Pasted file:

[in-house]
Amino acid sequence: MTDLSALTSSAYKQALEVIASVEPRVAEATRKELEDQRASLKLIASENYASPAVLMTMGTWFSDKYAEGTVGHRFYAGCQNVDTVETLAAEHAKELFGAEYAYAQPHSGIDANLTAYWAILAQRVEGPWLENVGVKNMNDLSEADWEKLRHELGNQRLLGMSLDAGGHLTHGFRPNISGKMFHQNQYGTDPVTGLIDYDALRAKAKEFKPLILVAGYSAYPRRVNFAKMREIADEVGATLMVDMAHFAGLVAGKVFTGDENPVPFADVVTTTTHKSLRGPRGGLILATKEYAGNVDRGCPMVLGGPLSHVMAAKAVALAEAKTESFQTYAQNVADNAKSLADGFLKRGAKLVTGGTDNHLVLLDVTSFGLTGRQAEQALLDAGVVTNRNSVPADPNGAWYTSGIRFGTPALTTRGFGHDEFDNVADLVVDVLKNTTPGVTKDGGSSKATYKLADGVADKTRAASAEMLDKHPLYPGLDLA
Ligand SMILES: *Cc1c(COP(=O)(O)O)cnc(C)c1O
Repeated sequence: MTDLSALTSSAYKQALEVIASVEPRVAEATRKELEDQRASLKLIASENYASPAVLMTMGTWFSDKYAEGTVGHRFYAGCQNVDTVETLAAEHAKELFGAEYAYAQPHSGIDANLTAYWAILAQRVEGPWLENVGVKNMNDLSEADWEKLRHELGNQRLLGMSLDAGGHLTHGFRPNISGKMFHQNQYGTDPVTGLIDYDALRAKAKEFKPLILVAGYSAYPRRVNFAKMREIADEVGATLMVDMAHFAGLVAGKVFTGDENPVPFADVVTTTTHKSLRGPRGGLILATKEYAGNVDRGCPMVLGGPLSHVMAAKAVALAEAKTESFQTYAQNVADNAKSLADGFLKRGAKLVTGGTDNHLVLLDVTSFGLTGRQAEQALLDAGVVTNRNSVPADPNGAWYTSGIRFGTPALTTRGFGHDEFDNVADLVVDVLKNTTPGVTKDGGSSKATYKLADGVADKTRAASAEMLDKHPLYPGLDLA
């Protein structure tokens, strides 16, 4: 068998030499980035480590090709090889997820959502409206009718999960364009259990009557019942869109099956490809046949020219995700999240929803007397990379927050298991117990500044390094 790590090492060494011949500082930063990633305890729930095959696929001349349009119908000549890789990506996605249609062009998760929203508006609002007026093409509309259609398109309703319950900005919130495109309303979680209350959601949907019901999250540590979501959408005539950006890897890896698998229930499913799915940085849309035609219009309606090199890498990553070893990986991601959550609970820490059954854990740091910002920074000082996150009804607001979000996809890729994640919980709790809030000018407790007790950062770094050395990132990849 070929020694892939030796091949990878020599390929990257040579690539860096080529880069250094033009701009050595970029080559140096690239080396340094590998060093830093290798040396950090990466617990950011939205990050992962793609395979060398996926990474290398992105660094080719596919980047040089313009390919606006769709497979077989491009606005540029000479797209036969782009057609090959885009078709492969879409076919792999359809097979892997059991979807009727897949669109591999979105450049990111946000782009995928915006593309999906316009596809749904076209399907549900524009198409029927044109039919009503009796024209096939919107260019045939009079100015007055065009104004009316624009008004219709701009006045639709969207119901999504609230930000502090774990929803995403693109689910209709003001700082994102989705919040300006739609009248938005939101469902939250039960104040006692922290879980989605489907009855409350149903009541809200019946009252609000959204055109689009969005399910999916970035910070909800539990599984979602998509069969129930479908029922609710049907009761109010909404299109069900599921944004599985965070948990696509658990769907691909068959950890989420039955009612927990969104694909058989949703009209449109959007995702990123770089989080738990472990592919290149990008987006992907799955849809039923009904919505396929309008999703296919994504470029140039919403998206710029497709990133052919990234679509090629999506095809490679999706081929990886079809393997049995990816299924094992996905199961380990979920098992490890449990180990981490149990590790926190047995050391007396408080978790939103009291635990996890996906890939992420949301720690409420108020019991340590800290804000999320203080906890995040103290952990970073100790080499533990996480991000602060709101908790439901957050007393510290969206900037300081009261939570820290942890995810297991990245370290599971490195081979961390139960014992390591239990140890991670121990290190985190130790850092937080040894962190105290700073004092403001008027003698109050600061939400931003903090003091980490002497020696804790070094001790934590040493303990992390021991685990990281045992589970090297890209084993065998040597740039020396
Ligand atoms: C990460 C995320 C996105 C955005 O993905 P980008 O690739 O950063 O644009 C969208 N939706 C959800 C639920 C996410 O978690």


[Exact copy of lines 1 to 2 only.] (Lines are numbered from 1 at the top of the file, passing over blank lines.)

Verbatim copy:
[in-house]
Amino acid sequence: MTDLSALTSSAYKQALEVIASVEPRVAEATRKELEDQRASLKLIASENYASPAVLMTMGTWFSDKYAEGTVGHRFYAGCQNVDTVETLAAEHAKELFGAEYAYAQPHSGIDANLTAYWAILAQRVEGPWLENVGVKNMNDLSEADWEKLRHELGNQRLLGMSLDAGGHLTHGFRPNISGKMFHQNQYGTDPVTGLIDYDALRAKAKEFKPLILVAGYSAYPRRVNFAKMREIADEVGATLMVDMAHFAGLVAGKVFTGDENPVPFADVVTTTTHKSLRGPRGGLILATKEYAGNVDRGCPMVLGGPLSHVMAAKAVALAEAKTESFQTYAQNVADNAKSLADGFLKRGAKLVTGGTDNHLVLLDVTSFGLTGRQAEQALLDAGVVTNRNSVPADPNGAWYTSGIRFGTPALTTRGFGHDEFDNVADLVVDVLKNTTPGVTKDGGSSKATYKLADGVADKTRAASAEMLDKHPLYPGLDLA